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In the six years since the legislature enacted Labor Code section 4660.1(c)(2)(B), practitioners have wrestled with the meaning of “catastrophic injury” as used in the section. The statute was in response to a widely-held belief that lower permanent disability ratings as a result of the 2004 legislative reforms had given rise to increased impairment (referred to as “add-ons”) even for questionable claims, such as psychological disorders. Legislative history informs us that the purpose of the section was to limit additional impairment for psychiatric injuries to those cases involving a “catastrophic injury.” But that same history offers no insight as to what constitutes a “catastrophic injury.” The statute, itself, does not define a “catastrophic injury.” The recent en banc decision, Wilson v. State of CA CAL Fire (May 10, 2019) 2019 Cal. Wrk. Comp. LEXIS 29, provides that long-awaited clarification.
Don’t expect to find an explicit definition of “catastrophic injury” in the Board’s meticulous and erudite decision. What you will find, however, is the road-map for making that determination. Foremost, the decision tells us that the focus of section 4660.1(c)(2)(B) is the nature of the injury, which will vary, depending on the circumstances of each case. The determination requires a “fact-driven” inquiry. Next, even though the section identifies the loss of a limb, paralysis, a severe burn or a severe head injury as examples of “catastrophic injuries”, there may be a whole range of circumstances beyond those four statutorily-specified injuries that can be characterized as “catastrophic”.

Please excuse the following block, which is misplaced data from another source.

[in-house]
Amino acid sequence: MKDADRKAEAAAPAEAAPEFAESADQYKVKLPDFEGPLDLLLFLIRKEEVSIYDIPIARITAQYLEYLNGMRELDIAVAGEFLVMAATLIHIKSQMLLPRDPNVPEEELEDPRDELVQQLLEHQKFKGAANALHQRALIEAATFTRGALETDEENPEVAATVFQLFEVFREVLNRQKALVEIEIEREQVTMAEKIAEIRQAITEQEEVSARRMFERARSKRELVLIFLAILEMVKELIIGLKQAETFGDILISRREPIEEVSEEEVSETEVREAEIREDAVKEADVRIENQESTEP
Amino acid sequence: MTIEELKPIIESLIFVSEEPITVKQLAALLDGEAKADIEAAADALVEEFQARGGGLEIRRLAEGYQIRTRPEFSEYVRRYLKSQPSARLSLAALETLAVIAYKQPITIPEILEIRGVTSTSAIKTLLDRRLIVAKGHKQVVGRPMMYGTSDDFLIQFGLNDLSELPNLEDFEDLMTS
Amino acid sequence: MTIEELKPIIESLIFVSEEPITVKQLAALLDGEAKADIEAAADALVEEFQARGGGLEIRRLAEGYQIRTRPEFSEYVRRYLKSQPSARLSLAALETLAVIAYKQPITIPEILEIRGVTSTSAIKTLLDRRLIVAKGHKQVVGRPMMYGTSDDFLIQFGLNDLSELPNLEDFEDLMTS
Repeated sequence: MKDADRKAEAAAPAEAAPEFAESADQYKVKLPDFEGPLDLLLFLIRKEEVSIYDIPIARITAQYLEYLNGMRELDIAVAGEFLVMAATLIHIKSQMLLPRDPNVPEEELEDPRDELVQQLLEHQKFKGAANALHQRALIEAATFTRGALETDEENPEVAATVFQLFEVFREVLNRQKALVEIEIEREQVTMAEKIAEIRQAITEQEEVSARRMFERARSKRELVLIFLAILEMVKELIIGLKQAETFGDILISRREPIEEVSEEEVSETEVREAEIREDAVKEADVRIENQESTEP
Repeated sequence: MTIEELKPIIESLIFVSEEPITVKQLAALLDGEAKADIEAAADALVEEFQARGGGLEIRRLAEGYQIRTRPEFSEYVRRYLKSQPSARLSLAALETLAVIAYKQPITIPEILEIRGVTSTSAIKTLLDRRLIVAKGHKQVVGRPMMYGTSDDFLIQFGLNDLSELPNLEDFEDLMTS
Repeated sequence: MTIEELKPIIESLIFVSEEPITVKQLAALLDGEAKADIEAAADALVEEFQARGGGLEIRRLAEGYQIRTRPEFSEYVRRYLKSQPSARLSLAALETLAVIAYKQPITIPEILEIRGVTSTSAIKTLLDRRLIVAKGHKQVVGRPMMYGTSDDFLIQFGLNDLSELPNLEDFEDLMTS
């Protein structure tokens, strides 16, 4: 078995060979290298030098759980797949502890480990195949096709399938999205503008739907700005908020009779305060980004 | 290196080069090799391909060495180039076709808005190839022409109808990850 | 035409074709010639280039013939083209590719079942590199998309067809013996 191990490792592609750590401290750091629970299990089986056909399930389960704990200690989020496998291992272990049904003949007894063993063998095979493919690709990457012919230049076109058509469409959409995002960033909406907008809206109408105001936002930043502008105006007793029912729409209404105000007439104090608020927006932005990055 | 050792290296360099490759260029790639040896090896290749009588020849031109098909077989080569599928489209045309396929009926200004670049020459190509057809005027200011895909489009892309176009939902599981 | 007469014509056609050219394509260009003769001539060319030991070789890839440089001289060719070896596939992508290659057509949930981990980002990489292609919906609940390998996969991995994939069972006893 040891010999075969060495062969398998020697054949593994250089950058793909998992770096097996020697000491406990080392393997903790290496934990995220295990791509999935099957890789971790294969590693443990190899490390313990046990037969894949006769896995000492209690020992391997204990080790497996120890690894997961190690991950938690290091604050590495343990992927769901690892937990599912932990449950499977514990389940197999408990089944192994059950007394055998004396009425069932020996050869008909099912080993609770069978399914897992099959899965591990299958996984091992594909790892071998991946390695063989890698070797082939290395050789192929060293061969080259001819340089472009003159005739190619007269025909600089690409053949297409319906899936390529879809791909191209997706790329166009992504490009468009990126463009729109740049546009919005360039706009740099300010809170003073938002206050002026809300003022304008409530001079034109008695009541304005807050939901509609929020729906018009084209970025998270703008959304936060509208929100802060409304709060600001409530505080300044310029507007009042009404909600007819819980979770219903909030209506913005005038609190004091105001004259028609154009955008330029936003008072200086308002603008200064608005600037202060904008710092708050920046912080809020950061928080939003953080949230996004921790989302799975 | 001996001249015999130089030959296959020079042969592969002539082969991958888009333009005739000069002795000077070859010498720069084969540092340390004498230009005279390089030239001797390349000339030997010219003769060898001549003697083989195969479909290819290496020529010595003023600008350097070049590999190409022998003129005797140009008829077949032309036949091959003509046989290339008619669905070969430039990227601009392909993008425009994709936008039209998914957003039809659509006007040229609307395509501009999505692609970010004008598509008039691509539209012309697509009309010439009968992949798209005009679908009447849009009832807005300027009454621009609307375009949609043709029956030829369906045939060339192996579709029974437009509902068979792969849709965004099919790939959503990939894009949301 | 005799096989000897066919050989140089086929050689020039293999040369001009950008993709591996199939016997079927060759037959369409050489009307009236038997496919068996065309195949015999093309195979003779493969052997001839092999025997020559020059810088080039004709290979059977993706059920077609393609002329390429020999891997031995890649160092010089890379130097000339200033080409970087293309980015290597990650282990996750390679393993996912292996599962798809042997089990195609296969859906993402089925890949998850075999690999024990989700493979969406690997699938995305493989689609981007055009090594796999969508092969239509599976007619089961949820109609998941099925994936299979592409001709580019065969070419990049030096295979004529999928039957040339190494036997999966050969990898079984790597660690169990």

It then provides a list of factors that may be considered in making the ultimate determination. Those factors are: (1) The intensity and seriousness of treatment received by the employee that was reasonably required to cure or relieve from the effects of the injury; (2) The ultimate outcome when the employee’s physical injury is permanent and stationary; (3) The severity of the physical injury and its impact on the employee’s ability to perform activities of daily living; (4) Whether the physical injury is closely analogous to one of those injuries specified in the statute: loss of a limb, paralysis, severe burn, or severe head injury; and (5) If the physical injury is an incurable and progressive disease. Of significance, the Board notes that its list of five factors is not exhaustive, and other relevant factors may be considered. Further, it states that not all of these factors may be relevant in every case, and the injured employee is not required to demonstrate that all of the factors apply in order to prove a “catastrophic injury”.
It is expected that this analytical framework will become as common-place and helpful in determining whether the nature of an injury can be characterized as “catastrophic” as the Rolda analysis is for determining causation of a claimed psychiatric injury. (See Rolda v. Pitney Bowes, Inc. (2001) 66 Cal. Comp. Cases 241 (Appeals Bd. en banc).) Practitioners seeking to demonstrate the catastrophic nature of a compensable psychiatric injury will be well-served by incorporating the Wilson framework in case work-up and presentation.
Practitioners should check the subsequent history of the case before citing to it.
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